And while I don’t observe holidays anymore, I still know the dates and times, so I can do something – anything – even if it is just reading the Torah.

I do much more for my Spirituality now, reading book upon book; learning about herbs and crystals; and ancient runes. I’ve accumulated so much knowledge from my elders, and I keep passing it on – as it should be.

I celebrate every Pagan holiday as it should be, read my tarot every morning as part of my daily routine, and keep wards up.

Am I overly faithful? I don’t think so. I believe in a spirit realm, but I only look for evidence occasionally. What’s the point in proof when there’s faith? Isn’t that what most religious ministers say when you ask about evidence of a God? 

As you can imagine, it’s a little tricky to explain my religious standings when people ask casually after looking at any of my content or profiles that all state Jewish and Pagan/Spiritualist Witch.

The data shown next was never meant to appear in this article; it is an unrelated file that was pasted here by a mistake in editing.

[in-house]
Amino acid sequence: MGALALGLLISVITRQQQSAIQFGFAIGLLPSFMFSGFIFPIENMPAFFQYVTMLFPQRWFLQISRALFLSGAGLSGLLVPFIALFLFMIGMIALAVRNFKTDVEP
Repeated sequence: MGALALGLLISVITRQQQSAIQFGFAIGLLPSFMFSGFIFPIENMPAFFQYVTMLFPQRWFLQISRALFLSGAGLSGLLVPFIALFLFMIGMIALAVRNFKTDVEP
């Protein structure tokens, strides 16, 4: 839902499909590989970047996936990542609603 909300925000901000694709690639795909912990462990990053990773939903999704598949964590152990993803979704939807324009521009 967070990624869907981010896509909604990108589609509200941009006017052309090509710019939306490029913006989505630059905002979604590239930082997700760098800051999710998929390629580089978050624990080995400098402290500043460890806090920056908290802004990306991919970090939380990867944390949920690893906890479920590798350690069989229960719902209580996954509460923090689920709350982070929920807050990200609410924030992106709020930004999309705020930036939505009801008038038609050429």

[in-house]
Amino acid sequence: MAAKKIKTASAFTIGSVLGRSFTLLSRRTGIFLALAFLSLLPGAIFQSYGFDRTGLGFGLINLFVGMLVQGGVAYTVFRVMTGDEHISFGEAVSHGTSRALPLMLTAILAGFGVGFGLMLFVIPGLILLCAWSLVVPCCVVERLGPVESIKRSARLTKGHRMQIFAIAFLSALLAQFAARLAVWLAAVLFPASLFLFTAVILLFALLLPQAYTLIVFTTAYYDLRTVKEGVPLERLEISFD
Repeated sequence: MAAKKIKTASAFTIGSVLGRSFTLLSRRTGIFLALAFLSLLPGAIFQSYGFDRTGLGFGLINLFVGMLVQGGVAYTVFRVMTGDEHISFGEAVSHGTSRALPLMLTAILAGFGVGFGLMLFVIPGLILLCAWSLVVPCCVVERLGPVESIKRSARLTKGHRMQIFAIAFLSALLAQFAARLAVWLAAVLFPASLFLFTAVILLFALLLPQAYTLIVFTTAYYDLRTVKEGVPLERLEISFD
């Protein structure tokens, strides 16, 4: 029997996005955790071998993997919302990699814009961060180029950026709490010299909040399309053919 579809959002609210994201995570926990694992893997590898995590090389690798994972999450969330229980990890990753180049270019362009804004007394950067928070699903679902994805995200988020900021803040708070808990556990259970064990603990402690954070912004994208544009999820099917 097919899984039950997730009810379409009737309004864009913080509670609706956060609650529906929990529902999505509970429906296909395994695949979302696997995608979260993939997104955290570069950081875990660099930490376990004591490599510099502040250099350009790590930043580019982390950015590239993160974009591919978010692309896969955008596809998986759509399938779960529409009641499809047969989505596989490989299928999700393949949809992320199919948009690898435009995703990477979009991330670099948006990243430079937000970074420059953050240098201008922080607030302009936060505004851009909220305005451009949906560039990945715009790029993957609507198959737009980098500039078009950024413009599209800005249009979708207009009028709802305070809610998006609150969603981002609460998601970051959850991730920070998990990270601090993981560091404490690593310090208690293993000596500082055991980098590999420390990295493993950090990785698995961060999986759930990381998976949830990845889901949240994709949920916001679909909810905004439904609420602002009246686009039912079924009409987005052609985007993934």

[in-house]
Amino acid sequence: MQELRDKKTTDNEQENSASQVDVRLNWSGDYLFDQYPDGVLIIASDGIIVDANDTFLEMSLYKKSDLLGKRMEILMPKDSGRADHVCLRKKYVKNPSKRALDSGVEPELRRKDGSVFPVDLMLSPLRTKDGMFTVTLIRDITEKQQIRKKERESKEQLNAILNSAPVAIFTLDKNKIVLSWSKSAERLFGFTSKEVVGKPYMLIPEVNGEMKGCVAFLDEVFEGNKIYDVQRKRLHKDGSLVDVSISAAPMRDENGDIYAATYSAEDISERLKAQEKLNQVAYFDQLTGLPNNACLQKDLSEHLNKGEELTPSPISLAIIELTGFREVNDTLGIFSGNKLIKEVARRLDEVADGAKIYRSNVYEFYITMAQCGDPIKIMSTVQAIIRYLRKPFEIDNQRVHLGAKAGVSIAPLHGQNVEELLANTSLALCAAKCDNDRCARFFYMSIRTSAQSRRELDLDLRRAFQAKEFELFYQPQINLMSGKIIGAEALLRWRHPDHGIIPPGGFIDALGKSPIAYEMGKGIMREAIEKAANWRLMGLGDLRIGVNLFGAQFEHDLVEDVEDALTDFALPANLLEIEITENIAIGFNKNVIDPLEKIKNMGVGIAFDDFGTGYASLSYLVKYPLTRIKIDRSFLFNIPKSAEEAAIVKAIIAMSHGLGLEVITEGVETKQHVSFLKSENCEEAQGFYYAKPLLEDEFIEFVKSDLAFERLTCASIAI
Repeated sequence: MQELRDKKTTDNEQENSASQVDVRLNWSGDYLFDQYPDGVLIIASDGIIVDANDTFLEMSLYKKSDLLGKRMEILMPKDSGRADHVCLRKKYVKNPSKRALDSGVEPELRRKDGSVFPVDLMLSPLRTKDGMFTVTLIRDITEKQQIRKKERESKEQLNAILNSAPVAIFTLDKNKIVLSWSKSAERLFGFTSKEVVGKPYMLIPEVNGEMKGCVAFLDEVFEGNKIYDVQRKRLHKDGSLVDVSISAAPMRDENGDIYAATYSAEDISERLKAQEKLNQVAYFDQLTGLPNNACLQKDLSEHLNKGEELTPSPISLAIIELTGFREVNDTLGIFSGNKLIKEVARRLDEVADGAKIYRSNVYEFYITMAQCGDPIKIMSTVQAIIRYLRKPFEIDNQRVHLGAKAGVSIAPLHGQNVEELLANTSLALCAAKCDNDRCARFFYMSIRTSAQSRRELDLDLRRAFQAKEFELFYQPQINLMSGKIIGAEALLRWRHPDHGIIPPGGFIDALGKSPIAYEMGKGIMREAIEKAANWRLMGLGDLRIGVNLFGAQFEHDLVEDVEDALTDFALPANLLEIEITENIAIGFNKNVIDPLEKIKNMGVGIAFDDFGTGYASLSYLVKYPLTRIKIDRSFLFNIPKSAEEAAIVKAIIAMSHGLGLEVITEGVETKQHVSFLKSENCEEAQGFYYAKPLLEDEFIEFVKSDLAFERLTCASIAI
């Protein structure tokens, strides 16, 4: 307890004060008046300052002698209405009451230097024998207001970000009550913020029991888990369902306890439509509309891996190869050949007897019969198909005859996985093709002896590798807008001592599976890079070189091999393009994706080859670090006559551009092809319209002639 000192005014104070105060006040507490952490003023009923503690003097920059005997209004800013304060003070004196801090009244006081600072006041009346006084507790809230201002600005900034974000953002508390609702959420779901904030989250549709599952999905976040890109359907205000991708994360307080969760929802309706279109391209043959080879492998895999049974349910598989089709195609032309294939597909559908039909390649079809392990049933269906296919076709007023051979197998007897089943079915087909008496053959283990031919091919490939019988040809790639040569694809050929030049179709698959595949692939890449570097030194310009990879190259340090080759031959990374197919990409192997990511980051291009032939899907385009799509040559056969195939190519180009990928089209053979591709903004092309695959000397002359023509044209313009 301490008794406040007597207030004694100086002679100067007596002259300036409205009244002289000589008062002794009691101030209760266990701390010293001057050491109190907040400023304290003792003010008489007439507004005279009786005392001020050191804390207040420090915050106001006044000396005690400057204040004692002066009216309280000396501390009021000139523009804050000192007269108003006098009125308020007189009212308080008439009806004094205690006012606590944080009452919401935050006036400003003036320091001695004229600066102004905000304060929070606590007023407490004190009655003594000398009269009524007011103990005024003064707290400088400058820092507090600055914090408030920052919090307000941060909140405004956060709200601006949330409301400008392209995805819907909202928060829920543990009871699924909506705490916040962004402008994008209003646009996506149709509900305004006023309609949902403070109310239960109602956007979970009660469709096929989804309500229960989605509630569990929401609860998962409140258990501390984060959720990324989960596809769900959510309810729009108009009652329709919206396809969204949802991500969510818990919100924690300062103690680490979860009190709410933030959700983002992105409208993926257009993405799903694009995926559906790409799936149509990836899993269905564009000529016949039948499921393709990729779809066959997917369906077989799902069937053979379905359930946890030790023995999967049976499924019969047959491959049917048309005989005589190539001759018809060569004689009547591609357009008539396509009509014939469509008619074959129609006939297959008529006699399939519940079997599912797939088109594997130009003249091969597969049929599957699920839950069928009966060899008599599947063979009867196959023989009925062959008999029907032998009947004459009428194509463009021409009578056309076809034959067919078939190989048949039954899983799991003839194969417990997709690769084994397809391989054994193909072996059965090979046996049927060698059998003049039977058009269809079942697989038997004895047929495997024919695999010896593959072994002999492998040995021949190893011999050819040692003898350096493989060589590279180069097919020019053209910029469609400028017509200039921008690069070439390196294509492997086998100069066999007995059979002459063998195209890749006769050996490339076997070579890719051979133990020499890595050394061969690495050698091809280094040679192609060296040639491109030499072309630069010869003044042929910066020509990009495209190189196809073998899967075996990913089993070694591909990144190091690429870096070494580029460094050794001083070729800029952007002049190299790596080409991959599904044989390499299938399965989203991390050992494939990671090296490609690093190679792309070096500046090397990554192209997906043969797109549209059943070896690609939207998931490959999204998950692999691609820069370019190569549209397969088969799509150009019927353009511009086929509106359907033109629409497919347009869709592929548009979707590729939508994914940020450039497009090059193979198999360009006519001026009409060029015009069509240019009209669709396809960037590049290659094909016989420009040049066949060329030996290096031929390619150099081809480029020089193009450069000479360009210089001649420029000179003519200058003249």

While I entirely doubt that any of this made sense since I’m also known for rambling, here’s a short version:

I’m Jewish by Ancestry and Pagan by Faith.

Anyway – back to the main topic [AuDHD tangents – oops]. 

I got my first tarot deck in 2017; I don’t know where from or who gave it to me. It appeared. It’s a Smith-Rider-Waite deck, but it was printed in 1993. So, I don’t know where or what happened to it between then and it appearing in my hands.

After that, my partner, who is Native American and Mexican, bought me the Santa Muerte deck, which is honestly a beauty and has become my favourite.